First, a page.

Workplace accommodation and audit-based evaluation process for compliance with the Employment Equity Act: inclusionary practices that exclude—an institutional ethnography

Jean Louis Deveau


Matt kept the operable window in his office open all the time because he needed unlimited access to fresh air. This was terminated after a Heating, Ventilation, and Air Conditioning system was installed in his Government of Canada office building. After Matt’s access to fresh air became mechanically controlled through extra-locally developed air quality standards, the workplace became a barrier for him. Matt was deemed to suffer from a disability known as environmental sensitivity because he became ill every time he spent more than 45 minutes inside his office building. Yet, according to a textually-mediated assessment of Matt’s workplace performed by a Compliance Review Officer from the Canadian Human Rights Commission, his workplace was barrier-free. Using Dorothy E. Smith’s institutional ethnography, this paper explicates how the social organization of workplace accommodation and compliance—processes that were developed to promote inclusion—are exclusionary.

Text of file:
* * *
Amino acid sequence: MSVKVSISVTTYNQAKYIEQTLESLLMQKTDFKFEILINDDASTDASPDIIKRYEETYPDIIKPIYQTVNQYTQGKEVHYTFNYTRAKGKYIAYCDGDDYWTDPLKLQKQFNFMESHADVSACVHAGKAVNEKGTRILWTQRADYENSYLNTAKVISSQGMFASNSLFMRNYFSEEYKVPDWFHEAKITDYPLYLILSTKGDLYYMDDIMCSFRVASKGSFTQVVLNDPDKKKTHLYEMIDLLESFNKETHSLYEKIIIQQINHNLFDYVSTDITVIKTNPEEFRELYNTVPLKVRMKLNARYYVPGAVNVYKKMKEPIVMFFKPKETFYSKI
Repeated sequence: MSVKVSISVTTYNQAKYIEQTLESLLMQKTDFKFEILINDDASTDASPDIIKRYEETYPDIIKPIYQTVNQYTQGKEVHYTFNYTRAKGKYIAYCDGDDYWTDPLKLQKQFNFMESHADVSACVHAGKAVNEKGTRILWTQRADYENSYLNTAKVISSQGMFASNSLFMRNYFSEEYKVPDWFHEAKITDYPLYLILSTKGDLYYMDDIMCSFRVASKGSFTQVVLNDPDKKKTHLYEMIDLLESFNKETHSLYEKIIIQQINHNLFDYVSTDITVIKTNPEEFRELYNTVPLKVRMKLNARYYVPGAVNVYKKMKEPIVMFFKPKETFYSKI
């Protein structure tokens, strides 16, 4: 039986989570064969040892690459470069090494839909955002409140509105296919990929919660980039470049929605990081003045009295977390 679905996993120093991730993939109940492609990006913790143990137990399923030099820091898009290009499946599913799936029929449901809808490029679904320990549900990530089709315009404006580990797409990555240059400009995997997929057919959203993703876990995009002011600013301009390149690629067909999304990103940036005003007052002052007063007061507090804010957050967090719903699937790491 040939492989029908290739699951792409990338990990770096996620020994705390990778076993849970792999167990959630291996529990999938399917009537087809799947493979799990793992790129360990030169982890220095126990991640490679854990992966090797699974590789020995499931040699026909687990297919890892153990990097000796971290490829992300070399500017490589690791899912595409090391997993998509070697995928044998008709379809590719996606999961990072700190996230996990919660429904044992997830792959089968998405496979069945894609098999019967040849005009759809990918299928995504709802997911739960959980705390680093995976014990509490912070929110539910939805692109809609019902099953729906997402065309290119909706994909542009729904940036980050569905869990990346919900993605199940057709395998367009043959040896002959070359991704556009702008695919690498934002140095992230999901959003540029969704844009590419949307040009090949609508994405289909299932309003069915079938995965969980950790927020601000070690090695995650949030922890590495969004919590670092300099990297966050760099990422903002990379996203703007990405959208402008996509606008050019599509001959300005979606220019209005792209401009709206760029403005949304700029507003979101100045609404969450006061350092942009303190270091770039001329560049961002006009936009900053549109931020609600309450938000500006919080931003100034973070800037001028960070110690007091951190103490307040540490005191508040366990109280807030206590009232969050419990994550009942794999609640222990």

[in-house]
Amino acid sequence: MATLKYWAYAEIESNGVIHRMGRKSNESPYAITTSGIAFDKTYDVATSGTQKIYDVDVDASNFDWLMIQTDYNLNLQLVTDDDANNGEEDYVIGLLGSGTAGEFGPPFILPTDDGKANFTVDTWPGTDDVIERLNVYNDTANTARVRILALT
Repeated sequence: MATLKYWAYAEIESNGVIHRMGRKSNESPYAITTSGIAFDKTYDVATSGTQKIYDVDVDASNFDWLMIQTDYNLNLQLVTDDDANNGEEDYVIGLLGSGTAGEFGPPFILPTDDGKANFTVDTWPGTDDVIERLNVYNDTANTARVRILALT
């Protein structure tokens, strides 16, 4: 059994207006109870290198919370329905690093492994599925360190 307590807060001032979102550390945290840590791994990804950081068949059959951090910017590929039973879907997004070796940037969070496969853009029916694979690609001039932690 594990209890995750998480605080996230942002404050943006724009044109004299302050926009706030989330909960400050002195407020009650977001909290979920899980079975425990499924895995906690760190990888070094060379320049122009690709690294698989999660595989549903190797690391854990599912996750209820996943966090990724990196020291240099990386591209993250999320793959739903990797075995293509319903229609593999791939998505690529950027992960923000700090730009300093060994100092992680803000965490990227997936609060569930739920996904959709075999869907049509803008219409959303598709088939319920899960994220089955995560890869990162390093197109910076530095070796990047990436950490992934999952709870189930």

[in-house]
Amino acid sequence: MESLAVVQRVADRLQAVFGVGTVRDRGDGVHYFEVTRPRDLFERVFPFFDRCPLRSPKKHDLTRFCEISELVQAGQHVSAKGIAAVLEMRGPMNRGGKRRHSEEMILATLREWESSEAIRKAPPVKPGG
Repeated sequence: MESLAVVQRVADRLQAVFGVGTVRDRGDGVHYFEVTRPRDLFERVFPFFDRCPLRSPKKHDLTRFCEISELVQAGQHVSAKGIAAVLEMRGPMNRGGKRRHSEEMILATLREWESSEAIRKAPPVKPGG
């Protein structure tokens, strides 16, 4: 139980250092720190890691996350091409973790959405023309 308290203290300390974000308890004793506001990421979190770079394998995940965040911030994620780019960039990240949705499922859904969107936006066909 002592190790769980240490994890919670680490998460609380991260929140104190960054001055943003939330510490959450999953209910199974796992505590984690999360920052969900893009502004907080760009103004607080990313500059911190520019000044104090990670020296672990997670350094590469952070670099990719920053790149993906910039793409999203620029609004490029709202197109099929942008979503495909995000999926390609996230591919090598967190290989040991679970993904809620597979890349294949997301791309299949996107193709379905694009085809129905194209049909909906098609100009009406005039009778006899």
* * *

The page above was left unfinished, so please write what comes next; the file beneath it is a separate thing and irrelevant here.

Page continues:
workplace accommodation, compliance; Employment Equity Act; institutional ethnography; disability; environmental sensitivity

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